The precedent for this continuity was established in “The Muppet Show,” and it’s what Jason Segel and company returned to for the most recent Muppet movie.
But “The Muppet Christmas Carol” (and its successor, “Muppet Treasure Island”) tries something different, using the Muppets to re-tell a classic story in no particular continuity and, for the first time ever, casting a human in the leading role.
The move has always proved controversial among Muppet fans, and while I’m glad the Muppets weren’t stuck reciting literary classics forever, I believe it’s an experiment that paid off in spades, especially in “Christmas Carol.”
The film proved that the Muppets could branch out in bold new directions while still retaining the qualities that make them so universally endearing.
Watching “Carol,” one can easily imagine Jim Henson looking down from heaven and smiling at what his friends accomplished without him, even if it was different than what he had done in life.
In fact, the film’s mastery of the Muppet characters is what makes this “Carol” stand out from the pack.
Kermit (the wonderful Steve Whitmire gracefully taking over from Henson) as Bob Cratchit?
Well of course!
Who else could play that part?
That means we get the irresistibly adorable Robin the Frog as Tiny Tim, and a well-cast Miss Piggy as Mrs. Cratchit!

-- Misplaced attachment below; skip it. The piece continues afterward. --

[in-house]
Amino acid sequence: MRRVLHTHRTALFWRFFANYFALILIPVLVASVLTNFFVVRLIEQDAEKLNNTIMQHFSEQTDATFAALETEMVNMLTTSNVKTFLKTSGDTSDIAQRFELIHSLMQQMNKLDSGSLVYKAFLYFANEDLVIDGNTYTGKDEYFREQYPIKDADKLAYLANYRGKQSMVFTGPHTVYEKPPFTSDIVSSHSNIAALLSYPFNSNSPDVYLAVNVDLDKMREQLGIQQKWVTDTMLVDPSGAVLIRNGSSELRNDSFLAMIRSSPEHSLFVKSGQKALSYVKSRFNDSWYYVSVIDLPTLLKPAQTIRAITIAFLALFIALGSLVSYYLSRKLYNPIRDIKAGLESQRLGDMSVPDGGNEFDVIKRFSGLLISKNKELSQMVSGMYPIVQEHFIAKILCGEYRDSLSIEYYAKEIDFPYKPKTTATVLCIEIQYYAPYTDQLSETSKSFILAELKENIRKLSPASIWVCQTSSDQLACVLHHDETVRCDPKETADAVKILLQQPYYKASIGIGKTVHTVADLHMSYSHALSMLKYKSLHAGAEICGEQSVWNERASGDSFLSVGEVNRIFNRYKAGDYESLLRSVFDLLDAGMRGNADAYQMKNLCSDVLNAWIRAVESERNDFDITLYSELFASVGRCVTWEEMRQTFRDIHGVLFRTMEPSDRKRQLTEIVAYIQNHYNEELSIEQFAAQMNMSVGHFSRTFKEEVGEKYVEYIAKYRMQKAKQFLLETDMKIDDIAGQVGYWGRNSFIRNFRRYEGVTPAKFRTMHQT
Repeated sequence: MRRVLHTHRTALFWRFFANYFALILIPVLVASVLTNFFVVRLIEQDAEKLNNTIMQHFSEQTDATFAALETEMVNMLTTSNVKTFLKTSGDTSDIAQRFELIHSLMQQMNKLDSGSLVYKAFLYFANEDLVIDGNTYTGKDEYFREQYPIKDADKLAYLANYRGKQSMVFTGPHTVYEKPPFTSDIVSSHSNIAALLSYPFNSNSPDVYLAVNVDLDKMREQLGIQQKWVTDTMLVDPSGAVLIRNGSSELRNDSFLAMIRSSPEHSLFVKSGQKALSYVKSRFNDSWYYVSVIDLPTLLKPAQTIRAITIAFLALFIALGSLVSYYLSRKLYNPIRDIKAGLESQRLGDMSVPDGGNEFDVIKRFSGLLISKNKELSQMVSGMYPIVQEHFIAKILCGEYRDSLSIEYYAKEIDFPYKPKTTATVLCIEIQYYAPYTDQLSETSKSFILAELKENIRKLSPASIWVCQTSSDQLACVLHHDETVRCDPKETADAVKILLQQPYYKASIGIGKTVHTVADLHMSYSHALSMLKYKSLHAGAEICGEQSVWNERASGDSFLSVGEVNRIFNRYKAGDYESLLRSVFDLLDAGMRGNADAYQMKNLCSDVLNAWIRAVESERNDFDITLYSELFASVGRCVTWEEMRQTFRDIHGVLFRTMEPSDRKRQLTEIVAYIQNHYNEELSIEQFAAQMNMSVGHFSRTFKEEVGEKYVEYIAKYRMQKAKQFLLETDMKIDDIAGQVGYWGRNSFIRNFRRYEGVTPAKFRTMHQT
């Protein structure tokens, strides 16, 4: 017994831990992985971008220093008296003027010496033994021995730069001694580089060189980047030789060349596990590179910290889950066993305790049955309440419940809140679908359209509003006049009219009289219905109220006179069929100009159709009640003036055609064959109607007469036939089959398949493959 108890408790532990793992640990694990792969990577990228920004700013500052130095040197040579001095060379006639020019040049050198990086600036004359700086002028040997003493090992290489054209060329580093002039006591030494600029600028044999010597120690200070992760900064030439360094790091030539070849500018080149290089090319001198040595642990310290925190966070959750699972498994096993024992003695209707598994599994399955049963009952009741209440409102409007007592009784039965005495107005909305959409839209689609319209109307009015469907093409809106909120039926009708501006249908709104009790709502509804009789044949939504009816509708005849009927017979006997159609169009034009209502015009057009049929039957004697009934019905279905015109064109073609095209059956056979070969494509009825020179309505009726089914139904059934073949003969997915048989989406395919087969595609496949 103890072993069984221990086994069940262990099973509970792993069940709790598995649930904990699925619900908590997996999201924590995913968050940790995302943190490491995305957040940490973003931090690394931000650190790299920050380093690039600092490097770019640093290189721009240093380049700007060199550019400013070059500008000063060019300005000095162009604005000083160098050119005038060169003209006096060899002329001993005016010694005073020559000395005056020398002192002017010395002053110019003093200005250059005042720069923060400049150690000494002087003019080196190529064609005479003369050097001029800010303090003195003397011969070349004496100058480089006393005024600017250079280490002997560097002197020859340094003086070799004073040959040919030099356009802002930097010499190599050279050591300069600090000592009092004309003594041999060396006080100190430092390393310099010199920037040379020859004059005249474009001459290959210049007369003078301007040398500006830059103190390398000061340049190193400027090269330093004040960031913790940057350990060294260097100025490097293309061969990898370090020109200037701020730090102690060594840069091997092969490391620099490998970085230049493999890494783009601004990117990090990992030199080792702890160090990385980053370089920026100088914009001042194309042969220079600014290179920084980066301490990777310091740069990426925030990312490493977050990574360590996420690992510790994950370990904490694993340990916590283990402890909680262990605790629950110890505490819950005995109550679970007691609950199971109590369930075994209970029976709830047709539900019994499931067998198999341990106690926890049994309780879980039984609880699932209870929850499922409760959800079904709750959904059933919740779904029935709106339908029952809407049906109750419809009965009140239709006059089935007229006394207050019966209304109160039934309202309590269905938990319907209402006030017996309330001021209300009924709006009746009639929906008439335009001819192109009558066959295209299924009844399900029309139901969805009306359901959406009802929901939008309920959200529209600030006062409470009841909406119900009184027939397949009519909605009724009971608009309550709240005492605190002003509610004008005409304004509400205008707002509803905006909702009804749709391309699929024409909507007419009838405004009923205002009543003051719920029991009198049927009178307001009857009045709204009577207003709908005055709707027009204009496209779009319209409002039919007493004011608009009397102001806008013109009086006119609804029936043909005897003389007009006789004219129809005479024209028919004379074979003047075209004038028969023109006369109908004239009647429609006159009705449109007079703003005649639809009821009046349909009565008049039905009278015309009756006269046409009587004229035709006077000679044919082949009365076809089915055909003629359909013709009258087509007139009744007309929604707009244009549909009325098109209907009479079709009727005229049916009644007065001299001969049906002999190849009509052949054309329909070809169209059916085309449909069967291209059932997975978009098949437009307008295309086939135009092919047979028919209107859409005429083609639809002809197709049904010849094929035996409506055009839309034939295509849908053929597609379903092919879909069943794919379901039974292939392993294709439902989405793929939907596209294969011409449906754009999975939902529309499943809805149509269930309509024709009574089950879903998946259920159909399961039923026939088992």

Who can forgetting watching Fozzie Bear play “Fozzi”wigg, Dr. Benson Honeydew and Beaker as the collectors for the poor, Sam the Eagle as the Schoolmaster, and in the film’s most inspired casting move, Statler and Waldorf as the Brothers Marley?
Seeing these characters in these parts isn’t just a novelty; the film is a legitimate, heartfelt production of a Christmas Carol, but cast from a pool of Muppets rather than humans.
The Muppets have always been ‘performers’ eager to put on a show, so why not let them do a bit of British drama?
They’re awfully good at it, and they’ve all been exceptionally well cast.
There’s one major role that simply couldn’t go to a Muppet, however, and that’s Ebenezer Scrooge.
What Muppet could play him?
We are naturally inclined to like the Muppets, even the misanthropic ones, and all good Christmas Carols require us to hate Scrooge at the outset.
Casting a human was only natural, and Michael Caine is simply brilliant in the role.
One of the great things about “The Muppet Christmas Carol” is that it’s never afraid to go dark, so Caine gets to play one of the angrier and more violent Scrooge’s in the “Carol” cannon; in an early scene, for instance, he does more than simply tell carolers to go away – he actually kicks the poor Muppet out into the snow!